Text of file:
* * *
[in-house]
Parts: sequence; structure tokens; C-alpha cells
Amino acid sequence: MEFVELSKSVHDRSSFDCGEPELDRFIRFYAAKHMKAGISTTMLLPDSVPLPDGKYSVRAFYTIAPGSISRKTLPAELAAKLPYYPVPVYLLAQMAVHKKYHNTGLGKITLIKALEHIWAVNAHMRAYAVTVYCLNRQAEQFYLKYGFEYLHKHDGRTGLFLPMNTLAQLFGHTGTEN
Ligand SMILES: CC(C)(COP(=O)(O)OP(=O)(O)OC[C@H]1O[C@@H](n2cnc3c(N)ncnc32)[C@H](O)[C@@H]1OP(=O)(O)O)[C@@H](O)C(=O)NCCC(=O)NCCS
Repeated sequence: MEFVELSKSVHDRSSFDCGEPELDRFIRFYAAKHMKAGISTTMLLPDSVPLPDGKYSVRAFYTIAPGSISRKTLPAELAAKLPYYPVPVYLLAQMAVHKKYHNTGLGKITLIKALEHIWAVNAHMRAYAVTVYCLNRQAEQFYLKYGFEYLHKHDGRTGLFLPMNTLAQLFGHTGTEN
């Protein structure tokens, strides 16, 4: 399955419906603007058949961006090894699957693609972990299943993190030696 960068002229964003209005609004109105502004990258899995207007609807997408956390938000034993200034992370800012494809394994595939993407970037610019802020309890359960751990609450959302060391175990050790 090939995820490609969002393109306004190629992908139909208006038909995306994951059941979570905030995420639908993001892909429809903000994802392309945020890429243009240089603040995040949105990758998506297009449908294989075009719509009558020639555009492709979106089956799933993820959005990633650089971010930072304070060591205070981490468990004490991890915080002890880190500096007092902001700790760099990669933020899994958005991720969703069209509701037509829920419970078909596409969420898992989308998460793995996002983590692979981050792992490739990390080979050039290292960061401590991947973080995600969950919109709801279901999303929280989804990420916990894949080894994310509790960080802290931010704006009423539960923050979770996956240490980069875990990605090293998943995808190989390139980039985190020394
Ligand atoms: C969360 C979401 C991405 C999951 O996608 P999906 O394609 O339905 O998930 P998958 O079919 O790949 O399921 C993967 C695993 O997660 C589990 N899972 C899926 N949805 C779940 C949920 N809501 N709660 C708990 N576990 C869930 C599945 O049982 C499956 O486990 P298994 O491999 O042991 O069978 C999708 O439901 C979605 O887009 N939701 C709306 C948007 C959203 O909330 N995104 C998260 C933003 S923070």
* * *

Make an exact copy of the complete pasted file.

[in-house]
Parts: sequence; structure tokens; C-alpha cells
Amino acid sequence: MEFVELSKSVHDRSSFDCGEPELDRFIRFYAAKHMKAGISTTMLLPDSVPLPDGKYSVRAFYTIAPGSISRKTLPAELAAKLPYYPVPVYLLAQMAVHKKYHNTGLGKITLIKALEHIWAVNAHMRAYAVTVYCLNRQAEQFYLKYGFEYLHKHDGRTGLFLPMNTLAQLFGHTGTEN
Ligand SMILES: CC(C)(COP(=O)(O)OP(=O)(O)OC[C@H]1O[C@@H](n2cnc3c(N)ncnc32)[C@H](O)[C@@H]1OP(=O)(O)O)[C@@H](O)C(=O)NCCC(=O)NCCS
Repeated sequence: MEFVELSKSVHDRSSFDCGEPELDRFIRFYAAKHMKAGISTTMLLPDSVPLPDGKYSVRAFYTIAPGSISRKTLPAELAAKLPYYPVPVYLLAQMAVHKKYHNTGLGKITLIKALEHIWAVNAHMRAYAVTVYCLNRQAEQFYLKYGFEYLHKHDGRTGLFLPMNTLAQLFGHTGTEN
């Protein structure tokens, strides 16, 4: 399955419906603007058949961006090894699957693609972990299943993190030696 960068002229964003209005609004109105502004990258899995207007609807997408956390938000034993200034992370800012494809394994595939993407970037610019802020309890359960751990609450959302060391175990050790 090939995820490609969002393109306004190629992908139909208006038909995306994951059941979570905030995420639908993001892909429809903000994802392309945020890429243009240089603040995040949105990758998506297009449908294989075009719509009558020639555009492709979106089956799933993820959005990633650089971010930072304070060591205070981490468990004490991890915080002890880190500096007092902001700790760099990669933020899994958005991720969703069209509701037509829920419970078909596409969420898992989308998460793995996002983590692979981050792992490739990390080979050039290292960061401590991947973080995600969950919109709801279901999303929280989804990420916990894949080894994310509790960080802290931010704006009423539960923050979770996956240490980069875990990605090293998943995808190989390139980039985190020394
Ligand atoms: C969360 C979401 C991405 C999951 O996608 P999906 O394609 O339905 O998930 P998958 O079919 O790949 O399921 C993967 C695993 O997660 C589990 N899972 C899926 N949805 C779940 C949920 N809501 N709660 C708990 N576990 C869930 C599945 O049982 C499956 O486990 P298994 O491999 O042991 O069978 C999708 O439901 C979605 O887009 N939701 C709306 C948007 C959203 O909330 N995104 C998260 C933003 S923070």